Turkish President Recep Tayyip Erdogan has escalated a dispute with Washington, over images of U.S. special forces wearing Syrian Kurdish militia patches.
“The support the U.S. has given to the PYD and YPG. I condemn it,” Erdogan bellowed to a crowd at an airport opening ceremony in Diyarbakir, the main city in Turkey’s predominantly Kurdish south east.
Ankara accuses the YPG militia of being a terrorist organization connected to the Kurdish rebel group the PKK, which Turkish security forces are currently fighting.
“I am someone who believes that politics should be conducted honestly,” Erdogan chided. “Therefore, our allies, those who are with us in NATO, cannot and should not send their own soldiers to Syria, with insignias of the YPG.”
Washington argues the YPG is separate from the PKK.
Dozens of U.S. special forces are working with the YPG in Syria to support its fight against the Islamic State. The Kurdish militia is widely acknowledged as among most effective against Islamist militants in Syria.
The insignia dispute has erupted amid simmering tensions between the NATO allies over the YPG. Washington initially defended the wearing of the insignias, claiming it was part of security measures of its Special Forces allowing them to “blend in” in overseas operations.
‘Unauthorized … inappropriate’
But on Friday, Washington reached out to Ankara.
“Wearing the YPG patches was unauthorized, and it was inappropriate, and corrective action has been taken,” Colonel Steve Warren, the spokesman for Operation Inherent Resolve (OIR), said on Friday. “And we have communicated as much to our military partners and our military allies in the region.”
The comments came as it appeared Ankara was ready to reciprocate.
“It might be a part of strategy for camouflage,” suggested Naci Bostancı spokesman of the Turkey’s ruling AKP Party in comments seen as efforts to defuse tensions. But Erdogan’s latest attack indicates the dispute is far from over.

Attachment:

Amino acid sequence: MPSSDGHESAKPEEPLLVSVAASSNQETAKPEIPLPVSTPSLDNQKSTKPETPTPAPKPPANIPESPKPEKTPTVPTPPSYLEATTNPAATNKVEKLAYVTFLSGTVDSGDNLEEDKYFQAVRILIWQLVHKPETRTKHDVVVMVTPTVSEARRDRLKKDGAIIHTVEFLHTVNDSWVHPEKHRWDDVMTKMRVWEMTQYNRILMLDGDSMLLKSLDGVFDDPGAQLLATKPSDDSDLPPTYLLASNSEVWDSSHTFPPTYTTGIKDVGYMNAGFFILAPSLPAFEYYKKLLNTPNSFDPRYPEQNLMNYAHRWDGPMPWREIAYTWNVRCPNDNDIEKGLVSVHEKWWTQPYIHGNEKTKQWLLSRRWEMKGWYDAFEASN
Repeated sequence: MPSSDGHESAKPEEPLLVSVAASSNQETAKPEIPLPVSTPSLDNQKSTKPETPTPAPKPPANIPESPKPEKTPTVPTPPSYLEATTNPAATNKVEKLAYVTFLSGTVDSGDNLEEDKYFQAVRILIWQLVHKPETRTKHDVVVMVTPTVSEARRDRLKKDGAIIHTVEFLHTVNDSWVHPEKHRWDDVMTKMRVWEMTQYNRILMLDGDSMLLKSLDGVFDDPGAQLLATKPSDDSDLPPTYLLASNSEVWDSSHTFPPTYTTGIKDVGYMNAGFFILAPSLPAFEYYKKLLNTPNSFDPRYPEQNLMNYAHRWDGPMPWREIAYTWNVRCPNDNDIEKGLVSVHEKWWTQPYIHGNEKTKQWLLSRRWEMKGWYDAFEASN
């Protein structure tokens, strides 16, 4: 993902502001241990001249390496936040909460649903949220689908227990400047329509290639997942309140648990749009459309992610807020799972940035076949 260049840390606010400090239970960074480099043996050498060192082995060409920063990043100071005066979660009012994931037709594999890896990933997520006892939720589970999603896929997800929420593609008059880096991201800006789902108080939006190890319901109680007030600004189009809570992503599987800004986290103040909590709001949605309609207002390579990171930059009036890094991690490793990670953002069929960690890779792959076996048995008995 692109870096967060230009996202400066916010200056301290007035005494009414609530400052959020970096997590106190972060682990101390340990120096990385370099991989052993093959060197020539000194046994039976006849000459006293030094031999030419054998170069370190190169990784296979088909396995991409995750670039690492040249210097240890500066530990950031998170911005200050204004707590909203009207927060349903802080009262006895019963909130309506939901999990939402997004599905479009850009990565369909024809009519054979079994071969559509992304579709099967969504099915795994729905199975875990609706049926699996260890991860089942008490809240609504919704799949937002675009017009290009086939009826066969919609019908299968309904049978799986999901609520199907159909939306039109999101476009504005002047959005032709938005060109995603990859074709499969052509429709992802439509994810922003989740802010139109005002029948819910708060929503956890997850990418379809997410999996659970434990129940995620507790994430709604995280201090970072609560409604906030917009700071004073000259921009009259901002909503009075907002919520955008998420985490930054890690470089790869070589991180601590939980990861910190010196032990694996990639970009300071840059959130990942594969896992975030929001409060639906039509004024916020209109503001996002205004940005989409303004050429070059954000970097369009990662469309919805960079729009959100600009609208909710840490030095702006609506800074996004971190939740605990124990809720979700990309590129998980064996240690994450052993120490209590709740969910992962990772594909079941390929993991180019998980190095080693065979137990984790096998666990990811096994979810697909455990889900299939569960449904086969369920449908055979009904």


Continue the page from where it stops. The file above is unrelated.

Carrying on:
Sinan Ulgen, visiting scholar of the Carnegie Institute, said despite tensions, Ankara will not burn bridges with its key ally.
“Even though relations between [U.S. President Barack] Obama and Erdogan are not good, Turkey will continue to attach a great deal of important with its relationship with U.S. because that is the relationship the president values above all else,” Ulgen said.
“Because in an environment where are now a number of security challenges, for Turkey and its interests the only reliable security provider is the U.S.,” he added.
Cooperation between the NATO allies was underlined this month with a major a military exercise along with Poland, Azerbaijan and Pakistan. The Turkish Incirlik airbase close to the Syrian border is a key part of U.S. operations against Islamic State.
But as Ankara and Washington are diametrically opposed over the YPG, relations are likely to continue to be strained.
The Syrian Kurdish militia is increasingly drawing plaudits in its fight against Islamic State, much to Ankara’s anger.
Ankara is also aware that it is becoming increasingly isolated on the issue. In a statement after Turkey’s National Security Council, the Turkish government noted with alarm that the political wing of the Kurdish YPG militia, the PYD, had opened offices in Czech, Poland, Germany and France.
The resumption of the peace process between Ankara and PKK is seen by observers as the best way of squaring the circle between Turkey and its Western allies over the Syrian Kurdish militia.
But Erdogan in his Diyarbakir speech on Saturday, also ruled out any let up in the war between Turkish security services and the Kurdish rebel group, the PKK.
Diyarbakir has seen of months of fighting between Kurdish rebels, and Turkish security forces, which has claimed hundreds of lives.
Over 8,000 police were deployed for the president’s visit, with fighting still continuing across Turkey’s predominantly Kurdish southeast.
VOA Turkish’s Mahmut Bozarslan contributed to this report from Diyarbakir, Turkey.